Monday, August 10, 2009

CV Chen on Military's Role in Disaster Relief

China Times carried an editorial yesterday authored by prominent lawyer and Taiwan Red Cross Director Chen Chang-wen (CV Chen). He argues that Pingtung County authorities are critical of the slow Ministry of National Defense (MND) response to Typhoon Morakot. He also argues that for every NT $100 paid in taxes, NT $20 goes toward defense. Yet over the last 20 years, few deaths have resulted from armed conflict while Taiwan suffers the ravages of natural disasters each year.

He's critical of the Ma administration for not listing disaster warning, recovery, and response as a key mission of the armed services, particularly as cross-Strait relations have improved. Chen argues that Japan's Self-Defense Forces have been recognized for their involvement in emergency preparedness. He closes by asking if it's the PLA or natural disasters that pose the greatest threat to Taiwan.

An open advocate of cross-Strait unification, albeit without foreclosing the option of independence, CV Chen often is overly critical of MND. On this particular issue regarding military missions, he has a point. The facts on where lapses occurred in this most recent disaster aren't out yet. But as a general principle, Taiwan's senior civilian and military leadership should be examining the utility of an "all-hazards" defense strategy. All national emergencies -- pandemics, typhoons, earthquakes, terrorist attacks, and use of military force -- share commonalities in command and control, demand for survivable communications, rapid response, mobility, and situational awareness.

No other society must cope with the type of military challenge that the Chinese People’s Liberation Army (PLA) poses to Taiwan. The severity of the PRC military threat to Taiwan is matched only by the challenges posed by natural disasters. As highlighted in the World Bank’s March 2005 report, Natural Disaster Hotspots: A Global Risk Analysis, “Taiwan may be the place on Earth most vulnerable to natural hazards, with 73 percent of its land and population exposed to three or more hazards.” Where else can one sit on a major fault line with powerful earthquakes and potential volcanic activity; in the path of a growing number of typhoons that are increasing in strength due to rising ocean temperatures in the Pacific; a geography characterized by some of the highest mountains in the Asia-Pacific region and a sharp drop to the ocean that creates rapid runoffs of rain water to create floods in the alluvial plains on the west side of the island?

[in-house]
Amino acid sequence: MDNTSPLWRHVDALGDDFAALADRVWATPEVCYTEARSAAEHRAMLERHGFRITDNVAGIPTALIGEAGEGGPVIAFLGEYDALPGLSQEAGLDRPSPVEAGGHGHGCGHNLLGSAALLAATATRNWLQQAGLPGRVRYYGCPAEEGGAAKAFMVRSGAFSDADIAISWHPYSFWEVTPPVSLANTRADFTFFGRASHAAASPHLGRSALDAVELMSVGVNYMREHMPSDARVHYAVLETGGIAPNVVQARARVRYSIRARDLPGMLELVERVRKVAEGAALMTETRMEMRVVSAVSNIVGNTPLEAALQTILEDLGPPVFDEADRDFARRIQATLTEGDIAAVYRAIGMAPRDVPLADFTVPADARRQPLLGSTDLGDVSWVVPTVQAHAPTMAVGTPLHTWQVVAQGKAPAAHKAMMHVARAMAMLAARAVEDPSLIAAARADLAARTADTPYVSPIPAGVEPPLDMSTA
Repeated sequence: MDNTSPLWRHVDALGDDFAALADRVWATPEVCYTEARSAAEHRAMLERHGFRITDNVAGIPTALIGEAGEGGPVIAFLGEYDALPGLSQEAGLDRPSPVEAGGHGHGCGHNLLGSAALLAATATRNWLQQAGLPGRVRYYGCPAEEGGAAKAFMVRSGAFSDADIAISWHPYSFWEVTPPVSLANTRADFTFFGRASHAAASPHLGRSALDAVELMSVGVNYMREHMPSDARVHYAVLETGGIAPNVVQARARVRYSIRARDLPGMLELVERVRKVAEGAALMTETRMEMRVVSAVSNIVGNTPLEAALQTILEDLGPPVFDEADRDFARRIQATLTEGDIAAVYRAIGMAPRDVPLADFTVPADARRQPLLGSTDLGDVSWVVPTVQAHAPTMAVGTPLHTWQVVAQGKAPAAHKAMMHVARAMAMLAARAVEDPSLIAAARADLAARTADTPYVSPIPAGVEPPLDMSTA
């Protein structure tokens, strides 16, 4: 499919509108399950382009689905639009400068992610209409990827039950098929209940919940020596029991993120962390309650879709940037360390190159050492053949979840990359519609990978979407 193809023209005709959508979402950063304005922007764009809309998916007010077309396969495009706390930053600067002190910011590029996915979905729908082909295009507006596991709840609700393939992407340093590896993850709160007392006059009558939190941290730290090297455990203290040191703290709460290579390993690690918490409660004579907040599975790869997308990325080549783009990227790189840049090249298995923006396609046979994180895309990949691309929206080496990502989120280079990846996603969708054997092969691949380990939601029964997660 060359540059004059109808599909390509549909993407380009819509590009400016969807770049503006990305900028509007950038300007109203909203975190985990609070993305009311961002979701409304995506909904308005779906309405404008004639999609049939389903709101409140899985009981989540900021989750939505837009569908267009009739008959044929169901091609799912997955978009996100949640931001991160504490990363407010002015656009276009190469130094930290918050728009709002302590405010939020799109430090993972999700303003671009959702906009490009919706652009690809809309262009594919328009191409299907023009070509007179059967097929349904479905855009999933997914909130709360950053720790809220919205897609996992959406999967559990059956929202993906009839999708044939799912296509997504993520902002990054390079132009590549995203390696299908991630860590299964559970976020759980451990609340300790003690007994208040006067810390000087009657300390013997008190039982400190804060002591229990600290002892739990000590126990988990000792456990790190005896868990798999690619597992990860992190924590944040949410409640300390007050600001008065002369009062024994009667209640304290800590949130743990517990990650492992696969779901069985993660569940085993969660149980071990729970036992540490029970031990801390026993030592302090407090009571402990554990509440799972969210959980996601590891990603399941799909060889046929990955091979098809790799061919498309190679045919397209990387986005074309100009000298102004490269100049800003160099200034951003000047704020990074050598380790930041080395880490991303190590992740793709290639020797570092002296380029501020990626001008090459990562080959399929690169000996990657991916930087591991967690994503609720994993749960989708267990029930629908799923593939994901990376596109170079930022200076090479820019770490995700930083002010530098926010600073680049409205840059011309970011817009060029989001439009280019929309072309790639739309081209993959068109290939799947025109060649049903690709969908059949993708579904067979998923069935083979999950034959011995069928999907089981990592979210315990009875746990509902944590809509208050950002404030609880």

An "all hazards" approach involves adjusting the operational requirements documentation process to include consideration of other national emergencies, and perhaps even scientific research. Oftentimes there is no fit -- an F-16 or PATRIOT would have utility in only one type of emergency. Yet other times, there are systems that could be of use across the entire spectrum of disaster warning, recovery, and response. Take the examples of a broadband communications satellite, remote sensing satellite, (e.g., FORMOSAT 2 Follow-on), unmanned aerial vehicles, HF/VHF/UHF radio systems, maritime surveillance, undersea surveillance, and a range of command and control systems. In the case of the two satellite systems, a strong argument could be made that these programs would be alive and well if the primary rationale for their procurement would have been disaster warning, response, and recovery, rather than pure military. Ditto for the radio systems and undersea surveillance.

Just a thought for the day...

UPDATE (August 11, 2009). Central News Agency published a report yesterday that outlined the significant role that Taiwan's Ministry of National Defense (MND) is playing in disaster relief. According to a press release, the ministry has deployed 8,235 soldiers over the past three days to assist local governments in typhoon rescue operations. According to an MND, statement, the military has evacuated 2,868 people, as well as deployed 101 amphibious vehicles, 214 trucks, 168 armored vehicles, 166 Humvees, 243 other tactical vehicles, 166 rafts, and 12 back up power generators.